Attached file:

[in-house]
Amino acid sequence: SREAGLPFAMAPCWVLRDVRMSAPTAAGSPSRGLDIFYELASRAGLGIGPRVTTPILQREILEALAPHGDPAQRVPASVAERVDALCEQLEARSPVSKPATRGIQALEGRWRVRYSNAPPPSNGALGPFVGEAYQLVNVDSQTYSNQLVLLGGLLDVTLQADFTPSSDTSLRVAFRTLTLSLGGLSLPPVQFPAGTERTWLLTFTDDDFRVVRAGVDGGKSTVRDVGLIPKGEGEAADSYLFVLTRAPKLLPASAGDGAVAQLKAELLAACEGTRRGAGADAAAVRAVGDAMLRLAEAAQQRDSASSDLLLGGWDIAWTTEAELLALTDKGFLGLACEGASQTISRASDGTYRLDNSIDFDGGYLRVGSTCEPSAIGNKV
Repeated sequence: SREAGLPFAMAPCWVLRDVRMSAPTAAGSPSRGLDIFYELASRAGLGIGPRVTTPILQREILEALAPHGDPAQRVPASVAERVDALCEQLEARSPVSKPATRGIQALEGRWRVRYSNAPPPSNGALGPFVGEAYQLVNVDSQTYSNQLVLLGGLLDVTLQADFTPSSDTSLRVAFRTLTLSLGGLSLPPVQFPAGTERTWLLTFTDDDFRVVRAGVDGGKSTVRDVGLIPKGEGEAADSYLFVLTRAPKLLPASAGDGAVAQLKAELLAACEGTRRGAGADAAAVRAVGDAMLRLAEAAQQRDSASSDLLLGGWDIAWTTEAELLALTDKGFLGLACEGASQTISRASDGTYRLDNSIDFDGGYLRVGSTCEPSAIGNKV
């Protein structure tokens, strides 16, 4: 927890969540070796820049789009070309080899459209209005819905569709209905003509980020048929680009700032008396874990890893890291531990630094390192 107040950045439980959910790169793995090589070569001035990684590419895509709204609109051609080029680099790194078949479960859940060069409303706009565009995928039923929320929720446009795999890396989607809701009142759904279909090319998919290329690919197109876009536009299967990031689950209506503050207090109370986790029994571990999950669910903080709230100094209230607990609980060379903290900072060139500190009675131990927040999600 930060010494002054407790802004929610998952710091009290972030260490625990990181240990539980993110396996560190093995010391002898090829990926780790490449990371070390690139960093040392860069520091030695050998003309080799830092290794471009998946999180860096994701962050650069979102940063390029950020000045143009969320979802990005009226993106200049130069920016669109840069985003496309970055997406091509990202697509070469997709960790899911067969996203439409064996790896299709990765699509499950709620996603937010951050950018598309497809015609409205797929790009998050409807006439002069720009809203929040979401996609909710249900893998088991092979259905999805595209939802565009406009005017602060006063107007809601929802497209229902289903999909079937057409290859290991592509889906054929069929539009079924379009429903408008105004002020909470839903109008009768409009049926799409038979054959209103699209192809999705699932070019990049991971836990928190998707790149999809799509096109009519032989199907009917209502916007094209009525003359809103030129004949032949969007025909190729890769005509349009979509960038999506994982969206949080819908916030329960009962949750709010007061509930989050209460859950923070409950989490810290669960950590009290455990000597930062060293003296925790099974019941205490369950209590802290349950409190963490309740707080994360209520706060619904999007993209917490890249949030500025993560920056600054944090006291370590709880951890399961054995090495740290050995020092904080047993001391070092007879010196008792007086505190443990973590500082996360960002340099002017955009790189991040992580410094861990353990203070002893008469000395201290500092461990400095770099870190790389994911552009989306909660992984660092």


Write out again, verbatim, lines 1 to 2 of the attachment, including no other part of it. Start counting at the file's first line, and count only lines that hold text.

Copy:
[in-house]
Amino acid sequence: SREAGLPFAMAPCWVLRDVRMSAPTAAGSPSRGLDIFYELASRAGLGIGPRVTTPILQREILEALAPHGDPAQRVPASVAERVDALCEQLEARSPVSKPATRGIQALEGRWRVRYSNAPPPSNGALGPFVGEAYQLVNVDSQTYSNQLVLLGGLLDVTLQADFTPSSDTSLRVAFRTLTLSLGGLSLPPVQFPAGTERTWLLTFTDDDFRVVRAGVDGGKSTVRDVGLIPKGEGEAADSYLFVLTRAPKLLPASAGDGAVAQLKAELLAACEGTRRGAGADAAAVRAVGDAMLRLAEAAQQRDSASSDLLLGGWDIAWTTEAELLALTDKGFLGLACEGASQTISRASDGTYRLDNSIDFDGGYLRVGSTCEPSAIGNKV